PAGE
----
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Erythrocyte stearidonic acid and other n-3 fatty acids and CHD in the Physicians' Health Study

Published online by Cambridge University Press:  26 October 2012

Chisa Matsumoto*
Affiliation:
Division of Aging, Brigham and Women's Hospital, Boston, MA02120, USA Harvard Medical School, Boston, MA, USA
Nirupa R. Matthan
Affiliation:
JM USDA Human Nutrition Research Center on Aging, Tufts University, Boston, MA, USA
Jemma B. Wilk
Affiliation:
Division of Aging, Brigham and Women's Hospital, Boston, MA02120, USA Harvard Medical School, Boston, MA, USA
Alice H. Lichtenstein
Affiliation:
JM USDA Human Nutrition Research Center on Aging, Tufts University, Boston, MA, USA
J. Michael Gaziano
Affiliation:
Division of Aging, Brigham and Women's Hospital, Boston, MA02120, USA Harvard Medical School, Boston, MA, USA Boston Veterans Affairs Healthcare System, Boston, MA, USA Division of Preventive Medicine, Brigham and Women's Hospital, Boston, MA, USA
Luc Djoussé
Affiliation:
Division of Aging, Brigham and Women's Hospital, Boston, MA02120, USA Harvard Medical School, Boston, MA, USA Boston Veterans Affairs Healthcare System, Boston, MA, USA
*
*Corresponding author: C. Matsumoto, fax +1 617 525 7739, email cmatsumoto2@partners.org
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Abstract

Intake of marine-based n-3 fatty acids (EPA, docosapentaenoic acid and DHA) is recommended to prevent CHD. Stearidonic acid (SDA), a plant-based n-3 fatty acid, is a precursor of EPA and may be more readily converted to EPA than α-linolenic acid (ALA). While transgenic soyabeans might supply SDA at low cost, it is unclear whether SDA is associated with CHD risk. Furthermore, associations of other n-3 fatty acids with CHD risk remain inconsistent. The present ancillary study examined the association of erythrocyte SDA as well as other n-3 fatty acids with the risk of CHD. In a prospective nested case–control study of the Physicians' Health Study, we randomly selected 1000 pairs of incident CHD with matching controls. Erythrocyte fatty acids were measured using GC. We used conditional logistic regression to estimate relative risks. Mean age was 68·7 (sd 8·7) years. In a multivariable model controlling for matching factors and established CHD risk factors, OR for CHD for each standard deviation increase of log-SDA was 1·03 (95 % CI 0·90, 1·18). Corresponding values for log-ALA and log-marine n-3 fatty acids were 1·04 (95 % CI 0·94, 1·16) and 0·97 (95 % CI 0·88, 1·07), respectively. In conclusion, the present data did not show an association among erythrocyte SDA, ALA or marine n-3 fatty acids and the risk of CHD in male physicians.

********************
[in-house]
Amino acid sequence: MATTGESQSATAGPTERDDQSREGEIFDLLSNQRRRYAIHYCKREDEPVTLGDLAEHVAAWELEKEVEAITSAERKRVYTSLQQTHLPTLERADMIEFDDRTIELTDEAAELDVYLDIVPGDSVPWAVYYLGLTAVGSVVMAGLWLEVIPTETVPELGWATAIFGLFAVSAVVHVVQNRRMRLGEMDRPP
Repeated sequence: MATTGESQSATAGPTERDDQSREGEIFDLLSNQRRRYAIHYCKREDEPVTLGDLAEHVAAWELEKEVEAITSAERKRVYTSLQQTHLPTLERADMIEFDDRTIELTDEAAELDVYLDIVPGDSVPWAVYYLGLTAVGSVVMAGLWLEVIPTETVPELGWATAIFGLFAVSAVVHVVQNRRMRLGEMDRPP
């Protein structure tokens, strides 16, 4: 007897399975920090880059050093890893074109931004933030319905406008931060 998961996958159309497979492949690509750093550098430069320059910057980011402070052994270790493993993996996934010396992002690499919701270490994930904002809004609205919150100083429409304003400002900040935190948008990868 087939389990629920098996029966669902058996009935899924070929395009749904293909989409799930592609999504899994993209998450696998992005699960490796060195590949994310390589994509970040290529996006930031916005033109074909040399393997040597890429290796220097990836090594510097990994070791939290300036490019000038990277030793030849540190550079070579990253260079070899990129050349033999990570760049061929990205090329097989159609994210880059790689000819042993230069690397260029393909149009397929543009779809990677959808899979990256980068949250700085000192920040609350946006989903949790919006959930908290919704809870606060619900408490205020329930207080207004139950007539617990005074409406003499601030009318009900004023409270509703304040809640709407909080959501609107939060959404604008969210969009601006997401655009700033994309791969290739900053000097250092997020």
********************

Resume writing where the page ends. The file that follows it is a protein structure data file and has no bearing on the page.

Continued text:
Type
Full Papers
Copyright
Copyright © The Authors 2012 

Although rates of CHD mortality have decreased substantially over the last 3 decades(Reference Rodriguez, Malvezzi and Chatenoud1), CHD still remains a major public health problem in the USA and other nations around the world. About 48 % of the reduction in CHD deaths has been attributed to improvement in modifiable lifestyle and dietary risk factors(Reference Wijeysundera, Machado and Farahati2). Therefore, identifying novel lifestyle and dietary factors that could further lower the risk of CHD remains important in CHD prevention. It has been several decades since cardioprotective effects of fish consumption were reported. An inverse association between intake of marine-based n-3 PUFA, EPA (20 : 5 n-3), DHA (22 : 6 n-3), docosapentaenoic acid (22:5 n-3), and perhaps the plant-based n-3 fatty acid (FA) α-linolenic acid (ALA; 18:3 n-3) and CHD has been reported(Reference Sun, Ma and Campos35). Based on those findings, the American Heart Association recommends consumption of at least two fish meals per week for primary prevention and 1 g of EPA+DHA/d for secondary prevention of CHD(Reference Lloyd-Jones, Hong and Labarthe6). However, findings on the effects of these n-3 FA on CHD have not been consistent(Reference Kromhout, Giltay and Geleijnse7, Reference Wang, Harris and Chung8). Stearidonic acid (SDA; 18 : 4 n-3) is an n-3 FA found in small concentrations in certain plants and may be more readily converted to EPA than ALA(Reference Harris9). A previous investigation reported that increased intake of SDA may increase erythrocyte EPA concentration(Reference Harris9). Recently, transgenic soyabeans, which can supply SDA at low cost, have been developed. However, it is unclear whether erythrocyte SDA is associated with a lower risk of CHD. Hence, the present ancillary study examined the association of erythrocyte membrane SDA as well as other n-3 FA with CHD risk in a nested case–control study within the Physicians' Health Study (PHS).